What’s happened? Trump’s rise and fall and rise and whatever would appear to be indicative of the major shift going on in Western politics today. Key to it is the utter exhaustion of the Left/Right paradigm as based on public versus private control of the means of production. There is no Left, within mainstream parties, advocating genuinely post-capitalist alternatives to private and market dominance; what is labelled the Left is simply a loyal opposition, making objections to the more ravenous and unhinged proposals for privatisation. But nor is there an economic Right, in the way there was under Thatcher or Reagan, or the Newt Gingrich-run Republican congress of the 1990s. Privatisation, long-term leasing, marketisation and sub-contracting have simply become the process of neoliberal states for getting out of managing assets while releasing quick cash for electorally targeted infrastructure funding, or tax breaks. This is neither presented as a heroic program of ‘freedom’ for the Right, nor is it resisted en masse by a passionately riled left coalition defending a social state. The public/private split that once acted as a broad base for two large coalitions—social progressives and old working-class conservatives tolerating each other on the Left, neoliberals and conservatives rubbing along on the Right—can no longer sustain such a weight, nor contain the contradictions within each camp. Nevertheless, for a decade or more in the twilight of this Left/Right system the major parties have chugged along, ignoring their increasing lack of fit with the electorate.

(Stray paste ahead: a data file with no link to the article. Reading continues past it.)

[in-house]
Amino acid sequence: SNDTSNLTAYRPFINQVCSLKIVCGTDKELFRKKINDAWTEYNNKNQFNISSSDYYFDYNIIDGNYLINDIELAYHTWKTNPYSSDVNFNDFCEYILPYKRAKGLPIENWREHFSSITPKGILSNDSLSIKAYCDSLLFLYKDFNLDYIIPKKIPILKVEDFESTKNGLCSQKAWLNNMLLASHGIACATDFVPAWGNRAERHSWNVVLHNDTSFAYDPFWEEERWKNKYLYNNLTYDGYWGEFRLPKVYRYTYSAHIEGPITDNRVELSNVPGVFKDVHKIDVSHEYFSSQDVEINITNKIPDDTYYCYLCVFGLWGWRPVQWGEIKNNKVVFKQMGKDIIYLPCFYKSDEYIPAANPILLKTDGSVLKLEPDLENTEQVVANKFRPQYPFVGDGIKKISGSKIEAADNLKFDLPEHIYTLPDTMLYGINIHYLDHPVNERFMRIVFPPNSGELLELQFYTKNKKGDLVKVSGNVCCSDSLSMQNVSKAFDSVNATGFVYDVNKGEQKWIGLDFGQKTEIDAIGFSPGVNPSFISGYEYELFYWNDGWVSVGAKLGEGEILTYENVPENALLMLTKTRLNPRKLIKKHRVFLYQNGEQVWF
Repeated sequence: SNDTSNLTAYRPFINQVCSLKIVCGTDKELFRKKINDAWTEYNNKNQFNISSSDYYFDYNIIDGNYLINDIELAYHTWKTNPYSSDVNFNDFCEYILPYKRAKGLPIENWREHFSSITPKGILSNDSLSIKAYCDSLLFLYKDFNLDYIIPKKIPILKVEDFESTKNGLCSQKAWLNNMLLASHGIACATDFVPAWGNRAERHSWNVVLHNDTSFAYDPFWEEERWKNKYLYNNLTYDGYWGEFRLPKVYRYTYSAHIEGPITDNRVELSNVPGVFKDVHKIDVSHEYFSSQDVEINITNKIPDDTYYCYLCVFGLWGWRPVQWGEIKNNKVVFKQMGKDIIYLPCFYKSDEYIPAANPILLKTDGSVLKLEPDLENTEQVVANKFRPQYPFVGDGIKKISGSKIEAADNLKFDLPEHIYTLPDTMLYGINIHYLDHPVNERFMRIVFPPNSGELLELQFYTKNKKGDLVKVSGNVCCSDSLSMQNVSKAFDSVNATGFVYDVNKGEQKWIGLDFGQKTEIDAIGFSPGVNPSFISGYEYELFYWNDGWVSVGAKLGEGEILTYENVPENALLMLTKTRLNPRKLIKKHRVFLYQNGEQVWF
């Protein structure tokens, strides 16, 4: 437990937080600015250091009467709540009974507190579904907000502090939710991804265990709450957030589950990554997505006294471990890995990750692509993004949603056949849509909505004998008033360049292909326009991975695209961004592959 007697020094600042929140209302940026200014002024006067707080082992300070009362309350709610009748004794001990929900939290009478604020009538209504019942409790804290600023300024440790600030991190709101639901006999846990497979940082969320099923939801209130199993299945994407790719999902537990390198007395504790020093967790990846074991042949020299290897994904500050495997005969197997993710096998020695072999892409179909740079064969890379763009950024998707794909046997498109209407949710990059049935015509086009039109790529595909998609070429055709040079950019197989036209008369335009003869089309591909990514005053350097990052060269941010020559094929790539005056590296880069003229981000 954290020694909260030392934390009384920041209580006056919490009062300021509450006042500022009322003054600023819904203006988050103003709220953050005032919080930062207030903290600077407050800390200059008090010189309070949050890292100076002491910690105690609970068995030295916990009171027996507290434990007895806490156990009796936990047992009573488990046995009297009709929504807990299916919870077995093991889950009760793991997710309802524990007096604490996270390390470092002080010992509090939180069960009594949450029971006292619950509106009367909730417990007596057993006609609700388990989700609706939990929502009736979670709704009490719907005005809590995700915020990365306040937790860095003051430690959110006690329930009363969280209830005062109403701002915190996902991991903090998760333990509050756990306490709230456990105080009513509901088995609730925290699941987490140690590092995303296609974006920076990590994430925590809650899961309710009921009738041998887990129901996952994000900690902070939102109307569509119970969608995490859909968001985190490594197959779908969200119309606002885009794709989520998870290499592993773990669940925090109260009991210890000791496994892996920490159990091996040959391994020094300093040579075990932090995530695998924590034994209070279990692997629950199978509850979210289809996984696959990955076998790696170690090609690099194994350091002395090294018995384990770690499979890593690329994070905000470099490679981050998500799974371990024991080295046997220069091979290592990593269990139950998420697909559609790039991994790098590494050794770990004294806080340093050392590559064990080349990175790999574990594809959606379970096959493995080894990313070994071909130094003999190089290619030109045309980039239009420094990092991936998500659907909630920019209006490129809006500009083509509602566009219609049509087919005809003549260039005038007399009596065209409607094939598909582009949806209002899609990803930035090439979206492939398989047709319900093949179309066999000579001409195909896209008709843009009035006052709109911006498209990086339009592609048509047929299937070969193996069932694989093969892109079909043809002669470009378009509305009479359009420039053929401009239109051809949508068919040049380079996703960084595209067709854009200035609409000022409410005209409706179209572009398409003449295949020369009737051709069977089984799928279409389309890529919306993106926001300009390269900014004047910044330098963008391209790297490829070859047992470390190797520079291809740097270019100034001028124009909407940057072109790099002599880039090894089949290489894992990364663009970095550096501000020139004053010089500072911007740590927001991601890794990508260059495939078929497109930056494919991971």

In the United States, outside the political system, the reorganisation has arrived. The years 2000 to 2006—when Republicans controlled the White House and Congress—were the last hurrah of the Reaganite/Thatcherite formula of drawing mass mainstream support for a politics of military supremacy, state-enforced ‘traditional’ social values, free-market economics and borders open to capital flowing out and workers flowing in. The failure of that, in Iraq and the 2008 crash, gave Obama and the Democrats the chance to try to make a new progressive super-coalition, comprising the old Democrat union-worker base, black communities and progressive Latinos, knowledge workers, youth, LGBTI people and others. Obama had promised a more directed social-democratic economy, with inward investment, together with a multilateral foreign policy and a social-progressive agenda. Yet he stumbled almost immediately, in the eyes of tens of millions, by immediately bailing out the Wall Street banks, appointing Goldman Sachs figures to senior Treasury positions and failing to restart the economy.